Other types of insurers may also review your credit reports. For example, some tenant and homeowner policies use a proprietary credit scoring system to determine your rates. Although life insurance companies don’t typically use credit scores in the underwriting process, it may be harder to get a policy or get their best rates if you’ve recently gone bankrupt.

Pay a deposit for utilities

Bad credit is often a hindrance when trying to set up an account with a utility or internet company. Customers with lower credit ratings may have to pay a deposit before signing up, which acts as insurance if you don’t pay your bill.

Even establishing service with a cell phone provider can get a little trickier if you can’t show a good borrowing history. Some require users with lower credit scores to use a prepaid plan or put down a deposit. You may also struggle to qualify for the best deals on most wanted phones.

Difficulty getting a job

The next time you go for a job interview, your potential employer may not only ask you for a list of references, but also permission to perform a credit check. Why? For some roles, including management positions and jobs that involve managing money, companies want to know that the person they hire can be trusted when making financial decisions.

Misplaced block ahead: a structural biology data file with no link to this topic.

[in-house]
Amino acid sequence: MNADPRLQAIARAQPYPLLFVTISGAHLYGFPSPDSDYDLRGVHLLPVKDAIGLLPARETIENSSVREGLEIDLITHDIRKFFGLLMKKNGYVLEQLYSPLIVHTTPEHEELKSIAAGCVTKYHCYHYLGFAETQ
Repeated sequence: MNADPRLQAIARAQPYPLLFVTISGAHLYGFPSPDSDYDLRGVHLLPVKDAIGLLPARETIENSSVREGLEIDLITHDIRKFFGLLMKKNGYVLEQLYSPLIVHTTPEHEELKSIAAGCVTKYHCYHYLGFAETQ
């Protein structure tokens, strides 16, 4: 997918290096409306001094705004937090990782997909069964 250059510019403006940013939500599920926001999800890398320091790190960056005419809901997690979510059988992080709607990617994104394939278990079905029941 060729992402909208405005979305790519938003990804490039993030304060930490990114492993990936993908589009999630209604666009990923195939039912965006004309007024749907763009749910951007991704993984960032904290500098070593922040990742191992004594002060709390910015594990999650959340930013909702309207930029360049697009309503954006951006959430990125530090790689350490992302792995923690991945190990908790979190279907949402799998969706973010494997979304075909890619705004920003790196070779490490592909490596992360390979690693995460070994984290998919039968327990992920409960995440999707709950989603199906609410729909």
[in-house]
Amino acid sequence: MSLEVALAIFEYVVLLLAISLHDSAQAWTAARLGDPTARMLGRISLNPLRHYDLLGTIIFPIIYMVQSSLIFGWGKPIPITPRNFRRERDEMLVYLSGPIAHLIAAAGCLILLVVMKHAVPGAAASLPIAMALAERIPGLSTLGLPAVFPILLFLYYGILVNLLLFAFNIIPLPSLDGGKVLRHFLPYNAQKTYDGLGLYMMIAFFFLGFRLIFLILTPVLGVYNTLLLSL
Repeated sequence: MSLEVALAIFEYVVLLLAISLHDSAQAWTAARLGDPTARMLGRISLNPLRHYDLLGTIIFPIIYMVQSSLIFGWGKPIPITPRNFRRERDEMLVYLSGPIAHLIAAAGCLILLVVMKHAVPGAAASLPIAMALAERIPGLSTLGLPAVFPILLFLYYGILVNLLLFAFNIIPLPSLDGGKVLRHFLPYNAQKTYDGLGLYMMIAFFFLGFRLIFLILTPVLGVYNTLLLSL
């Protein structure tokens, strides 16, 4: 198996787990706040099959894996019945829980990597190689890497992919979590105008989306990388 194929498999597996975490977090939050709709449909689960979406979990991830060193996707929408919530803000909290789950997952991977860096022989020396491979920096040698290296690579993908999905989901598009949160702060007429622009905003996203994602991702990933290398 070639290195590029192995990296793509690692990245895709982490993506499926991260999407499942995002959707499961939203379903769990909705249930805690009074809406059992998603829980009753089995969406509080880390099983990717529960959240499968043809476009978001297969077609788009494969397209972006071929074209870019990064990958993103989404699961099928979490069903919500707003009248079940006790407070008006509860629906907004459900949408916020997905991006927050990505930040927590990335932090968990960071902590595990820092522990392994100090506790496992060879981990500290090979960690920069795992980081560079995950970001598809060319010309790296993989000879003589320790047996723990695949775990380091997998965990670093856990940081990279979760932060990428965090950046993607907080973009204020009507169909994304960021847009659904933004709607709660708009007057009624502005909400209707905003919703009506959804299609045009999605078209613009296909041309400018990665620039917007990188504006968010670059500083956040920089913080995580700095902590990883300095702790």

According to a 2016 CareerBuilder survey, 72% of employers said they perform background checks on every new hire, and of those, 29% assess the candidate’s credit as part of the assessment process. Letting your credit score languish can not only cost you money in the form of expensive loans. It can also limit your ability to earn money.

The essential

A bad credit history can have wider consequences than you think. Not only will a patchy credit report lead to higher interest rates and fewer loan options; it can also make it more difficult to find accommodation and obtain certain services. In some cases, this can work against you in a job search. If it’s been a while since you last checked your credit report, it might be time to see where you stand.